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2014 NBA Draft Prospect Profile: Kyle Anderson is unique

Is Kyle Anderson's savvy offensive game enough for him to succeed in the NBA?

Robert Hanashiro-USA TODAY Sport

Kyle Anderson

School: UCLA

Position: Small Forward

Mock Draft Projections: Draft Express- 23, NBA Draft Insider- 19



Stats via


· Height: 6 '7.5" without shoes, 6' 8"5 with shoes

· Weight: 230 pounds

· Age: 20

· Wingspan: 7' 2.75"

· Standing Reach: 8'11 1.5"

Combine Numbers

Did not test due to injury.


Anderson is one of the most unique players in the draft. At his height and wingspan, he operates on the floor as a point forward. He was UCLA’s point guard last season, as he brought the ball up and was the first player the big would look for to start the fast-break. Anderson’s nickname throughout his UCLA career was "Slo-mo" because of his pace when he had the ball. That might puzzle you a bit if you’ve never seen him play, but Anderson makes it work in his own way. Players around him know that if they stay active and get open that Anderson will find them. He’s one of the best passers in this draft who will lullaby a defense to sleep while he walks around dribbling the ball searching for angles. Whenever he dribbles the ball up in either transition or the half-court, his head is always up and looking for that quick pass (remember, he can see over everyone at 6’9). Even when Anderson receives the ball on the catch, his head shoots right up, as he knows where everyone is on the floor and is sure to make the defense pay if they are at all out of position.

One of my favorite quotes from LeBron James was about him beginning to learn how to dominate in the league. I don’t have it word for word, but basically what LeBron said was that once he learned to ignore his initial defender and pay attention to what defenders 2-5 were doing he could dominate the floor. Now everyone pump the brakes here, I’m not coming close to comparing the two as basketball players. In that small facet though, Anderson gets it. He understands if he moves the ball somewhere, the defense will shift accordingly, and he can manipulate that. This is a very long way of saying that Anderson has a great basketball IQ.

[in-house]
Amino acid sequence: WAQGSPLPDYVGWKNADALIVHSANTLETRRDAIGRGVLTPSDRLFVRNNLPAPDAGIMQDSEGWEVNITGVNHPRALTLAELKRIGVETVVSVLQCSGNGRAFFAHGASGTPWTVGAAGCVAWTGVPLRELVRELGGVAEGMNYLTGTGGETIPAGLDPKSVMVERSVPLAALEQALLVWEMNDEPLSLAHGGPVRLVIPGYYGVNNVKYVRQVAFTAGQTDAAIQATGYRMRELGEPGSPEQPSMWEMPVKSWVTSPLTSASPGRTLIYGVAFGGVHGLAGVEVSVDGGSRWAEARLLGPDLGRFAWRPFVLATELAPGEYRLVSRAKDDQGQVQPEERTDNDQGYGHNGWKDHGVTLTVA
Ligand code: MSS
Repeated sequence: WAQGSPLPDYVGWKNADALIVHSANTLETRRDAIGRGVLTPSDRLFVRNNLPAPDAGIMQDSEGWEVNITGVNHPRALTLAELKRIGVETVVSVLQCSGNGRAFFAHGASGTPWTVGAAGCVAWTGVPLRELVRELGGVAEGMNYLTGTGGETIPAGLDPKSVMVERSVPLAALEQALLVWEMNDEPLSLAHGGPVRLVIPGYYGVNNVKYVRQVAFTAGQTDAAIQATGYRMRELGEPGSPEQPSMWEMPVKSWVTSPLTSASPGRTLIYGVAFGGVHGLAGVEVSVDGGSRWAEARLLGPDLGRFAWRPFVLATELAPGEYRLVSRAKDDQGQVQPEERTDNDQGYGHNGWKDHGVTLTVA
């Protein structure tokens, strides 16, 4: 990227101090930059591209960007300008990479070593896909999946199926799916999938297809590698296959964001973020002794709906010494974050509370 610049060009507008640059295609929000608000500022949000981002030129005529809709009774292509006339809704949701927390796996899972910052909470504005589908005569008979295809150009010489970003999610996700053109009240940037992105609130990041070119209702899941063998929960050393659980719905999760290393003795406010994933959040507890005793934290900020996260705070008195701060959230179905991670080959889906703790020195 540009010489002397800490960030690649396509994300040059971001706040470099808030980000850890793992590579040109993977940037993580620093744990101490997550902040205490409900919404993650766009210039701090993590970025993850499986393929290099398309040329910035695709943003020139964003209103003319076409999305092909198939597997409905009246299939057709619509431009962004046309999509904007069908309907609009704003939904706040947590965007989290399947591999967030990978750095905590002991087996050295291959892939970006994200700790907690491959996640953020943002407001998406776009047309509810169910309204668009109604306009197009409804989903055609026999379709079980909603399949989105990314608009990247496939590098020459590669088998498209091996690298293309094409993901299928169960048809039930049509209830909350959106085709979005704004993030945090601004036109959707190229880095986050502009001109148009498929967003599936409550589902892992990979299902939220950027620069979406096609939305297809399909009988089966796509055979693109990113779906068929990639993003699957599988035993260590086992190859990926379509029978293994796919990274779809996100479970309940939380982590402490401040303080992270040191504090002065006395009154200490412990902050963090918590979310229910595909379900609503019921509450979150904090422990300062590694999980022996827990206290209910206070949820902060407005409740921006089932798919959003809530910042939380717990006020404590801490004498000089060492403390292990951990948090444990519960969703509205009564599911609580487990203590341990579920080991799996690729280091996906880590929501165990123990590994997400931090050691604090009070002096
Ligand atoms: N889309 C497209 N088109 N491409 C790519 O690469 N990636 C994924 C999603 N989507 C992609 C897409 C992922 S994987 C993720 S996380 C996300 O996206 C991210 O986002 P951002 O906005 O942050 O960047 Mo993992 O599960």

As a scorer, Anderson uses his large frame well to score in many different ways. Some of you Bright Side readers might have seen him at his best in the Pac-12 championship game against Arizona. Despite being defended by Aaron Gordon for most of the game, Anderson finished with 21 points, 15 rebounds, and 5 assists. Gordon moves so well laterally, but Anderson’s long strides and relatively big frame were enough for him to get to the basket for 13 free throw attempts. Anderson is a crafty enough finisher to get it done despite lacking decent athleticism. Now you might be wondering how he’s getting into the lane.

Well, Anderson shot the 3 at a ridiculous rate last season, hitting 48% of his 1.6 attempts per game. He understands how this game works, so Anderson will use little head fakes and such knowing that his defender knows he can hit the shot. If he has a smaller defender on him, Anderson will use his high release to hit shots. Even if it is contested, he's getting a pretty good look if it's a smaller guard. It’s a weird paradigm with him, because Anderson usually has the ball in his hands so being a catch and shoot guy is not his thing, but he was great at that as well. He’s hitting these threes contested and with guys right in his face sometimes, so you’ve got to think it wasn’t just an insane hot streak all season. His 21% from his freshman season could have been the fluke instead of last season, but we will just have to wait and see.